Following the Chesterfield Police ticket money trail

Posted at 9:25 PM, Jul 15, 2014
and last updated 2014-07-17 06:35:50-04

CHESTERFIELD COUNTY, Va. -- The Chesterfield County Police Department’s top brass requires its officers to conduct three traffic stops and one arrest per day or face disciplinary action.

That news spread quickly at Chesterfield resident Michael Kriz’s office on Tuesday.

“Yeah we talked about it at work today; I wonder what happens if nobody does anything wrong that day?” Kriz said.

Kriz and his colleagues were not the only ones talking. Thousands of CBS 6 viewers shared and commented about the investigation into Chesterfield County’s traffic stop and arrest mandates, and  many wondered if the money generated by traffic tickets goes back into the department.

“It's either about public safety or revenue generation,” Kriz said.

“It`s not coming back to the Chesterfield County Police Department," said Lieutenant Colonel Dan Kelly.  "No, we don`t get that money."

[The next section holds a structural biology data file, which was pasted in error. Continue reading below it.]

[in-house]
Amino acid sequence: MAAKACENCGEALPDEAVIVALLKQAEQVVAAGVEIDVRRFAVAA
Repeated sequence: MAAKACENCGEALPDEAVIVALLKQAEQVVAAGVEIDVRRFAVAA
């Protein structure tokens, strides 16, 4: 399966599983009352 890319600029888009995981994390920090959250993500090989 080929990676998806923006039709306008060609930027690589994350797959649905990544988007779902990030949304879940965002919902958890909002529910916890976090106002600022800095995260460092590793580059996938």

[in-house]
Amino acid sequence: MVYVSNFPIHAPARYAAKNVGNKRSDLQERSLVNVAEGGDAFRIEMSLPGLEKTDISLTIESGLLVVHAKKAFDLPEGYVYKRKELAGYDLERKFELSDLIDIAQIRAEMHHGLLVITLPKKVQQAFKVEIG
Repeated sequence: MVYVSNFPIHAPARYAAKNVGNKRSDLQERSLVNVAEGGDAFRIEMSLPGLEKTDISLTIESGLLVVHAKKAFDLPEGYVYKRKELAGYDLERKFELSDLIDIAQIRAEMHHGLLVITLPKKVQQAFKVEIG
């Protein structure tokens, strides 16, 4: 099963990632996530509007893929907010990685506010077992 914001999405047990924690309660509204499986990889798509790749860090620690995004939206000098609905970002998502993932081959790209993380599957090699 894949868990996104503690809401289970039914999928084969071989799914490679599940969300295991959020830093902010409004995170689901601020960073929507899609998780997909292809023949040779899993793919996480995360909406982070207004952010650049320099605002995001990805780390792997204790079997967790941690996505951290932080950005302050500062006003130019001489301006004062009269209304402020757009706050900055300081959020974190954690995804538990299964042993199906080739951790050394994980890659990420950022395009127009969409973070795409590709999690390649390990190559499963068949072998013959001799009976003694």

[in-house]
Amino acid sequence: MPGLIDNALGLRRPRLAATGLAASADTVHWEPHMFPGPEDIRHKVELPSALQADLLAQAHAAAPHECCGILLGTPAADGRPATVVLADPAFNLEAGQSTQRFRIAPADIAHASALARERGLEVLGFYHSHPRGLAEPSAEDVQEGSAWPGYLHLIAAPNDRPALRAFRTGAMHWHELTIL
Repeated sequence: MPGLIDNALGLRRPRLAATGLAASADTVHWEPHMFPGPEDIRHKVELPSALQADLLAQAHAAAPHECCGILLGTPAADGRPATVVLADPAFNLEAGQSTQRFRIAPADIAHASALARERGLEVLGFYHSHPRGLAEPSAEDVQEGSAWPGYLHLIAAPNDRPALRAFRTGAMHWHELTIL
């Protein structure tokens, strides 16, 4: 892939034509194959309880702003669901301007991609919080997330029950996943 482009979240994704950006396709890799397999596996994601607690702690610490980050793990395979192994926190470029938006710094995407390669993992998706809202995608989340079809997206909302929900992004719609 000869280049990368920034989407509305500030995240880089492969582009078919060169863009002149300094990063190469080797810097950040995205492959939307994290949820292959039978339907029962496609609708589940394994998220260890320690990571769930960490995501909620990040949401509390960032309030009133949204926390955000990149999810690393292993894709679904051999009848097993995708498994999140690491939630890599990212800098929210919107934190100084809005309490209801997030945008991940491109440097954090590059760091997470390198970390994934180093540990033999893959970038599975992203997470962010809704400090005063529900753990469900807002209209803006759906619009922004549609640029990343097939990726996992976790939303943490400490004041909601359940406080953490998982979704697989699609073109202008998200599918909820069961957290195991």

Retired Chesterfield Police Commander, Steve Neal, said officers do not give tickets to get money.

“The fact that a police department issues a lot of traffic summonses does not necessarily correlate with the amount of money they would receive for them,” Neal said.

In fact, Matt Harris, the Assistant Director in Chesterfield’s Budget and Management Office, said part of the ticket dollars go toward the county’s general fund, which is used to pay for a number of county services.

The other portion goes to the state.

Regardless, Kriz said he is still uncomfortable with the department’s police and wants change.

“I hope they do something,” Kriz said.